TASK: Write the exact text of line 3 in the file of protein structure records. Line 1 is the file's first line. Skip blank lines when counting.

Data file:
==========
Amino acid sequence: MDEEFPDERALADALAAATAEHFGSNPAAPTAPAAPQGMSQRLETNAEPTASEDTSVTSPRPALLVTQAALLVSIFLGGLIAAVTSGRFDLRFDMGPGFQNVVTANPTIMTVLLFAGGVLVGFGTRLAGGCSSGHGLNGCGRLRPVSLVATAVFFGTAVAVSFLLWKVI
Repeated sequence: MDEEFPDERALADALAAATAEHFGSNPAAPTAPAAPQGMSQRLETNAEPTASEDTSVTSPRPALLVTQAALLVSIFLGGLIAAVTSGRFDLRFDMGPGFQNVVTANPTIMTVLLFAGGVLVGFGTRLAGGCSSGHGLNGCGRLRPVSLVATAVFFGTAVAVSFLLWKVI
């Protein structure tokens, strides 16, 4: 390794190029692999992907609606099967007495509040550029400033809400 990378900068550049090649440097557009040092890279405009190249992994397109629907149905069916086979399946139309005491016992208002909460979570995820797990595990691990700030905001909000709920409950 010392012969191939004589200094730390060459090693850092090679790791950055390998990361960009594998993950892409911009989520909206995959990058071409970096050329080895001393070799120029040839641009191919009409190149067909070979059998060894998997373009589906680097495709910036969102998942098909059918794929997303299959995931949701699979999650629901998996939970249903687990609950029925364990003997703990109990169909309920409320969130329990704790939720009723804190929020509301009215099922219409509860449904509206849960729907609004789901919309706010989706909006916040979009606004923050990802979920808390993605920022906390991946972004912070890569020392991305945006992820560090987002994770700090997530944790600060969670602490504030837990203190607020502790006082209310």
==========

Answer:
């Protein structure tokens, strides 16, 4: 390794190029692999992907609606099967007495509040550029400033809400 990378900068550049090649440097557009040092890279405009190249992994397109629907149905069916086979399946139309005491016992208002909460979570995820797990595990691990700030905001909000709920409950 010392012969191939004589200094730390060459090693850092090679790791950055390998990361960009594998993950892409911009989520909206995959990058071409970096050329080895001393070799120029040839641009191919009409190149067909070979059998060894998997373009589906680097495709910036969102998942098909059918794929997303299959995931949701699979999650629901998996939970249903687990609950029925364990003997703990109990169909309920409320969130329990704790939720009723804190929020509301009215099922219409509860449904509206849960729907609004789901919309706010989706909006916040979009606004923050990802979920808390993605920022906390991946972004912070890569020392991305945006992820560090987002994770700090997530944790600060969670602490504030837990203190607020502790006082209310």